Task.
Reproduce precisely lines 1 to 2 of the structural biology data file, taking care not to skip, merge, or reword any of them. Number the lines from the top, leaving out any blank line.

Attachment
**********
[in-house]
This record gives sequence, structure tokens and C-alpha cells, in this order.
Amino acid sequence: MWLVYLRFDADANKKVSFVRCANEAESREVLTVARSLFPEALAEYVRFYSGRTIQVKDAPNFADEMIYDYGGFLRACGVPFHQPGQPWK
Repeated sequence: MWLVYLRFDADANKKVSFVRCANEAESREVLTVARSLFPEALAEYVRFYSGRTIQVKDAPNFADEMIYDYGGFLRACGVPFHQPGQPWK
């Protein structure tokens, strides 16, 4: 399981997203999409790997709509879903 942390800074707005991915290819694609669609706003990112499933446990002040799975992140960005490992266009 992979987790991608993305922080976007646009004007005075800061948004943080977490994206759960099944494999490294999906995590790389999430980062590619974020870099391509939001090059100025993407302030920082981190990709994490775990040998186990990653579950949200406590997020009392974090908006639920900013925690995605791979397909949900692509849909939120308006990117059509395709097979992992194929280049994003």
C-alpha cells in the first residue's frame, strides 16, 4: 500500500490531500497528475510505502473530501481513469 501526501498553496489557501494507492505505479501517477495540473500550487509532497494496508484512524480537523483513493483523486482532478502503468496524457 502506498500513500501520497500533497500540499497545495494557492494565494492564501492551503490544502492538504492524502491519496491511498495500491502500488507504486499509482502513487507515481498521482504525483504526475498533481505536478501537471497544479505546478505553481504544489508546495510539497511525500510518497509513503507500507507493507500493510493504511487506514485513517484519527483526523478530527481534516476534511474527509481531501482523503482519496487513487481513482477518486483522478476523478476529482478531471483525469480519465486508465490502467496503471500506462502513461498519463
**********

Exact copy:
[in-house]
This record gives sequence, structure tokens and C-alpha cells, in this order.